And that's the connection. The passionate pursuit of Christ by recovering sinners, results in the imitation of Christ by grateful worshipers. That is one of the surest evidences that the Holy Spirit is having His way with us – conforming us to Christ so that our heart is moved by the things that moved Him.


So, let me try and bring some of this home by asking some hard questions: Do we love the unlovable? Are we generous? Do we love the homeless, the destitute, the downtrodden? Let me put that more concretely: If our pastor or mother became homeless tomorrow, what would WE DO? Would we provide for them? Would we sell some of those excess riches to help them? Now, how is our pastor or mother any different from the homeless person we just passed upon the street? Oh, they are our family, aren’t they? What was it that Jesus said, “'Truly, I say to you, as you did it to one of the least of these my brothers, you did it to me” (Matt. 25:40). Our family is upon the streets – how can this be in light of our excess riches? Starbucks vs. His bucks? Of course, one individual probably cannot help the entire homeless population, but what can an entire community in unity accomplish? Will the outpouring of our individual generosity be so great that others need to be appointed to do “daily distribution” (Acts 6:2)? What a GREAT problem for the church today to have and envision?




Because of Christ's life, death and resurrection, because of His mercy to us in spite of our unworthiness, we are now free to live for others because we know every one of our needs has been met in Christ. Instead of greedily holding on to our money and our possessions we are now free to give them away because we know all of our security is found, not in them, but in Jesus. Instead of devoting all our time and energy chasing this or that accomplishment we are now free to devote our time and energy to the fuller Gospel, as anything less is no Gospel at all. Instead of only feeling comfortable around people who think like we think and look like we look and like what we like, we are free to experience community with all types of people because we know we share a common mission, a common inheritance, and a common resurrection. Instead of thinking that we’re too good for this group of people or not good enough for that group of people we are free to relate with each other as equals because we are all equally sinful apart from Jesus and equally righteous in Jesus. Instead of looking for the church to serve us, we are free to serve the church because we have been perfectly served in Jesus.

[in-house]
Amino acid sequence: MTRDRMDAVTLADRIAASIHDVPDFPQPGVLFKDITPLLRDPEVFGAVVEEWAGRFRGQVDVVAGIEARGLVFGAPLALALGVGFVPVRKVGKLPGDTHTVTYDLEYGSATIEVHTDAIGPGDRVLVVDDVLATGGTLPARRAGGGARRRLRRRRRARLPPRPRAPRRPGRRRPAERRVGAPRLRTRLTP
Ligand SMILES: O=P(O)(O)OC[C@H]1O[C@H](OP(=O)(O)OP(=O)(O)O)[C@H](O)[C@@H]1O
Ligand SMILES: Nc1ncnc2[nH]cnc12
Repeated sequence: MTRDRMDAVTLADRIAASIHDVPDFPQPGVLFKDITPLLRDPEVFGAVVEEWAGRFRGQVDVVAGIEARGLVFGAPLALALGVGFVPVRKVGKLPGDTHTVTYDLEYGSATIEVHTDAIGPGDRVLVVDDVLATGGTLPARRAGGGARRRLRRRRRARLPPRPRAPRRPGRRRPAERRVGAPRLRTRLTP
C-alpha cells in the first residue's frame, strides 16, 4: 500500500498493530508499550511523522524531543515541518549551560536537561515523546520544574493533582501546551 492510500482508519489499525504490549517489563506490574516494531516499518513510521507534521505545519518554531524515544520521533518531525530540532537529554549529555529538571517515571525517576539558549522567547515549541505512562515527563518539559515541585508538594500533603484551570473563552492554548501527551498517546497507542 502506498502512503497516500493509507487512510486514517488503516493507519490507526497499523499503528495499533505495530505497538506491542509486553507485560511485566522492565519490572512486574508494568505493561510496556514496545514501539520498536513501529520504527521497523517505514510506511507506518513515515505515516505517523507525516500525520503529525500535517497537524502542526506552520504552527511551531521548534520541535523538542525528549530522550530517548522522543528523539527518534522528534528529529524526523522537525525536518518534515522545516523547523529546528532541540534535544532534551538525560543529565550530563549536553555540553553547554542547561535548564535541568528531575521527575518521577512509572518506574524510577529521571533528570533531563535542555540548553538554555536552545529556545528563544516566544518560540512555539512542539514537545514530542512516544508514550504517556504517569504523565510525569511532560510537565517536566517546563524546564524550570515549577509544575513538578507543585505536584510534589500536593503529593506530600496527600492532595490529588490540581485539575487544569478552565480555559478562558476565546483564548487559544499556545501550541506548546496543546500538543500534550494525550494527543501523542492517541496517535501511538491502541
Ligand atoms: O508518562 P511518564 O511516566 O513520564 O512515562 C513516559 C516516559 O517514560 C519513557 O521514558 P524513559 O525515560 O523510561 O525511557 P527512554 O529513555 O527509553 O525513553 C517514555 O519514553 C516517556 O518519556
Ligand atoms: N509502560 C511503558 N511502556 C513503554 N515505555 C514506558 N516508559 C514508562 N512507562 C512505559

Do you see what the true Gospel does? The Gospel of Jesus Christ allows us to give ourselves to community in all of these ways. But it doesn’t just allow for these things. It demands these things. No matter how much you say you love Jesus you cannot truly be committed to Jesus if you are not committed to Jesus’ Church – His community. He did not die to just save an individual here and an individual there. He died to create a new people, His own people, for His own glory! When we resist the community that Jesus gave His life to create we deny Him some of the glory He has earned and we deny the world a beautiful, powerful, and attractive picture of what Jesus’ life and death and resurrection have accomplished.


I know it sounds difficult �" especially in our individualistic culture where our lives are filled with so much busyness and so much responsibility. But we really can experience this type of community! Our lives need reevaluating continuously. We need the constant filling of the Holy Spirit. When He is fully present and we are not quenching His grace, then we will be of one heart and soul and we will be generous with those in need.


May God give us faith to more fully believe in the Lord Jesus Christ and particularly in the fact that God raised Him from the dead (Phil. 3:8ff). May we come to more fully know that Jesus Christ is the only Savior and there is no other. May we all remember that Jesus is the Judge whom we will all face, because it is appointed to man once to die and then comes judgment. May we more fully know of whom our family exists. May we be more fully transformed in our giving. May we more fully understand the great grace that came upon us all.


God is looking for an Acts 2/4 Church, 24/7. It began in Acts. Will it continue with us?

ONE Heart and ONE Soul


This article is provided as a ministry of Third Millennium Ministries. If you have a question about this article, please email our Theological Editor..


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[1] This paper was developed form a series of e-mails thru Q&A at Third Millennium Ministries. Some of the quotes and commentary selections are from this exchange and are not necessarily that of the author of this article. The e-mailer was anonymous.

[2] The New Testament Tithe? IIIM Ministries. (https://thirdmill.org/answers/answer.asp/file/43275).

[3] Jeremias, Jerusalem, pp. 121-22.

[4] Expositor’s Bible Commentary, Vol. 9, Grand Rapids: Zondervan, 1981, p. 310

[5] Simon J. Kistemaker and William Hendriksen, vol. 17, New Testament Commentary : Exposition of the Acts of the Apostles, Accompanying biblical text is author's translation., New Testament Commentary, 112 (Grand Rapids: Baker Book House, 1953-2001).

[6] Hervey, A.C.; Pulpit Commentary; Eerdmans Publishing Co; Grand Rapids; 1950; v 18, p 128.).

[7] George Smith, ll.d. c.i.E The Life of  William  Carey,  D.D. Printed by R. & R. CLARK, Edinburgh, 1885.